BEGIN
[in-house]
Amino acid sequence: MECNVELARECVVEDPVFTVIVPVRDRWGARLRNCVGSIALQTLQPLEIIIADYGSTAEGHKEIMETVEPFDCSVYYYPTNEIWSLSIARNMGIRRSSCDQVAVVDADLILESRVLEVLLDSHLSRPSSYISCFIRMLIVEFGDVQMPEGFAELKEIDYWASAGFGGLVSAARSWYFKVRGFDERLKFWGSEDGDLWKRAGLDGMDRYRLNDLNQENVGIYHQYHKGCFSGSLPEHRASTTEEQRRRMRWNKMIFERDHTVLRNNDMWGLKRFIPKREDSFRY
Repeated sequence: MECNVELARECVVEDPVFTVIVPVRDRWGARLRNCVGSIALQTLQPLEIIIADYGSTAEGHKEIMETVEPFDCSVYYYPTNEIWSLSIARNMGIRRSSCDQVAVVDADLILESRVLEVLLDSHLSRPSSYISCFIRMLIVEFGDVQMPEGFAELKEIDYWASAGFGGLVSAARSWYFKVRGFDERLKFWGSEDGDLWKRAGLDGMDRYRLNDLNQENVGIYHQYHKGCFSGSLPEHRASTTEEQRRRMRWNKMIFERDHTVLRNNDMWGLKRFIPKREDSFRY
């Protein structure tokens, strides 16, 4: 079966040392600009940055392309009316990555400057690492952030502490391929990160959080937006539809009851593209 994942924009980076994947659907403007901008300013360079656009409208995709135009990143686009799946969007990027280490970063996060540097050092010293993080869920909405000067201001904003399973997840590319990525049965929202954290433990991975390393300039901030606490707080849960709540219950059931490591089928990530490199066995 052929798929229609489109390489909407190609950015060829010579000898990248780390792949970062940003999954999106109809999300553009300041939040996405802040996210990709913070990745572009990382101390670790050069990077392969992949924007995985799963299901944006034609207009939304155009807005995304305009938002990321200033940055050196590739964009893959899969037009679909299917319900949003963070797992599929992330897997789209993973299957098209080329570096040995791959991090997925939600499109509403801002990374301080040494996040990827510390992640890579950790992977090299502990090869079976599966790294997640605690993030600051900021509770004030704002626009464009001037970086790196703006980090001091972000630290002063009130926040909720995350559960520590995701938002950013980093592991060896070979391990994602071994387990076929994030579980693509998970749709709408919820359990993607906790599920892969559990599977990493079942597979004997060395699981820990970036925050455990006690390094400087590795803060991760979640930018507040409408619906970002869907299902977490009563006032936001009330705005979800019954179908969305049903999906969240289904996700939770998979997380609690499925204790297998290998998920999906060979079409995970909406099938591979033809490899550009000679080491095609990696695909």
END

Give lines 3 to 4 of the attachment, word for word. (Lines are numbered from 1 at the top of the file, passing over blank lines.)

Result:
Repeated sequence: MECNVELARECVVEDPVFTVIVPVRDRWGARLRNCVGSIALQTLQPLEIIIADYGSTAEGHKEIMETVEPFDCSVYYYPTNEIWSLSIARNMGIRRSSCDQVAVVDADLILESRVLEVLLDSHLSRPSSYISCFIRMLIVEFGDVQMPEGFAELKEIDYWASAGFGGLVSAARSWYFKVRGFDERLKFWGSEDGDLWKRAGLDGMDRYRLNDLNQENVGIYHQYHKGCFSGSLPEHRASTTEEQRRRMRWNKMIFERDHTVLRNNDMWGLKRFIPKREDSFRY
């Protein structure tokens, strides 16, 4: 079966040392600009940055392309009316990555400057690492952030502490391929990160959080937006539809009851593209 994942924009980076994947659907403007901008300013360079656009409208995709135009990143686009799946969007990027280490970063996060540097050092010293993080869920909405000067201001904003399973997840590319990525049965929202954290433990991975390393300039901030606490707080849960709540219950059931490591089928990530490199066995 052929798929229609489109390489909407190609950015060829010579000898990248780390792949970062940003999954999106109809999300553009300041939040996405802040996210990709913070990745572009990382101390670790050069990077392969992949924007995985799963299901944006034609207009939304155009807005995304305009938002990321200033940055050196590739964009893959899969037009679909299917319900949003963070797992599929992330897997789209993973299957098209080329570096040995791959991090997925939600499109509403801002990374301080040494996040990827510390992640890579950790992977090299502990090869079976599966790294997640605690993030600051900021509770004030704002626009464009001037970086790196703006980090001091972000630290002063009130926040909720995350559960520590995701938002950013980093592991060896070979391990994602071994387990076929994030579980693509998970749709709408919820359990993607906790599920892969559990599977990493079942597979004997060395699981820990970036925050455990006690390094400087590795803060991760979640930018507040409408619906970002869907299902977490009563006032936001009330705005979800019954179908969305049903999906969240289904996700939770998979997380609690499925204790297998290998998920999906060979079409995970909406099938591979033809490899550009000679080491095609990696695909």